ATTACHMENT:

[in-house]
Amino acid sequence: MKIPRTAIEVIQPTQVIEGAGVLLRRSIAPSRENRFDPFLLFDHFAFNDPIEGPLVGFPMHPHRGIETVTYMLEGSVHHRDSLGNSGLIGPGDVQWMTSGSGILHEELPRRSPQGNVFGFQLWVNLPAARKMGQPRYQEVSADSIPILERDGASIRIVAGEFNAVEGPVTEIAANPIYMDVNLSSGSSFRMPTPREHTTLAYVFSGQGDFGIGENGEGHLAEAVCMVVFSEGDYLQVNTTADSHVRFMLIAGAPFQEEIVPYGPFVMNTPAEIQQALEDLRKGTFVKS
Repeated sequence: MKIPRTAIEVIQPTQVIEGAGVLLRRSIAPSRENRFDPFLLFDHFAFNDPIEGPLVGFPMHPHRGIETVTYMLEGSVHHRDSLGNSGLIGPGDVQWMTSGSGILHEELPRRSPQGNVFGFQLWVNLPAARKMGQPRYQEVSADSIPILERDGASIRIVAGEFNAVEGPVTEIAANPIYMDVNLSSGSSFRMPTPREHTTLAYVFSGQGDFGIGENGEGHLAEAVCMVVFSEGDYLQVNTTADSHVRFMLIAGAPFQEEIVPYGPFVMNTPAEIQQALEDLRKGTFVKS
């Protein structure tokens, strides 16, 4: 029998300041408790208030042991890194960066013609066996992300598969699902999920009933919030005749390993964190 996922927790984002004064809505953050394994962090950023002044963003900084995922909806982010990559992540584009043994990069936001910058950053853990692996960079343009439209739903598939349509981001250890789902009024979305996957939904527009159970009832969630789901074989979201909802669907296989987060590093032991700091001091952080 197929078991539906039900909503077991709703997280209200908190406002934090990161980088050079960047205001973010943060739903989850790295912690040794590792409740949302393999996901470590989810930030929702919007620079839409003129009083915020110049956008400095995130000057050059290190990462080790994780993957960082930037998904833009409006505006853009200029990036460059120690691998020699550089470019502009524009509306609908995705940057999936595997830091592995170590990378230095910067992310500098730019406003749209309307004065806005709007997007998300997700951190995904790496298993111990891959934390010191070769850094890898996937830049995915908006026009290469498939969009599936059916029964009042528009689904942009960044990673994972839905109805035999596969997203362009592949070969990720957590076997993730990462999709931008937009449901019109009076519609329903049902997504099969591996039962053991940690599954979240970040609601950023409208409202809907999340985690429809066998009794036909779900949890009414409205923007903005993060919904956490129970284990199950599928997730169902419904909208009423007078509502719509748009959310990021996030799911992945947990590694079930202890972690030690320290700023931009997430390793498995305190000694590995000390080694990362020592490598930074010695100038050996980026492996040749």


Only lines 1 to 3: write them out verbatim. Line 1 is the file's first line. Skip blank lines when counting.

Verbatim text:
[in-house]
Amino acid sequence: MKIPRTAIEVIQPTQVIEGAGVLLRRSIAPSRENRFDPFLLFDHFAFNDPIEGPLVGFPMHPHRGIETVTYMLEGSVHHRDSLGNSGLIGPGDVQWMTSGSGILHEELPRRSPQGNVFGFQLWVNLPAARKMGQPRYQEVSADSIPILERDGASIRIVAGEFNAVEGPVTEIAANPIYMDVNLSSGSSFRMPTPREHTTLAYVFSGQGDFGIGENGEGHLAEAVCMVVFSEGDYLQVNTTADSHVRFMLIAGAPFQEEIVPYGPFVMNTPAEIQQALEDLRKGTFVKS
Repeated sequence: MKIPRTAIEVIQPTQVIEGAGVLLRRSIAPSRENRFDPFLLFDHFAFNDPIEGPLVGFPMHPHRGIETVTYMLEGSVHHRDSLGNSGLIGPGDVQWMTSGSGILHEELPRRSPQGNVFGFQLWVNLPAARKMGQPRYQEVSADSIPILERDGASIRIVAGEFNAVEGPVTEIAANPIYMDVNLSSGSSFRMPTPREHTTLAYVFSGQGDFGIGENGEGHLAEAVCMVVFSEGDYLQVNTTADSHVRFMLIAGAPFQEEIVPYGPFVMNTPAEIQQALEDLRKGTFVKS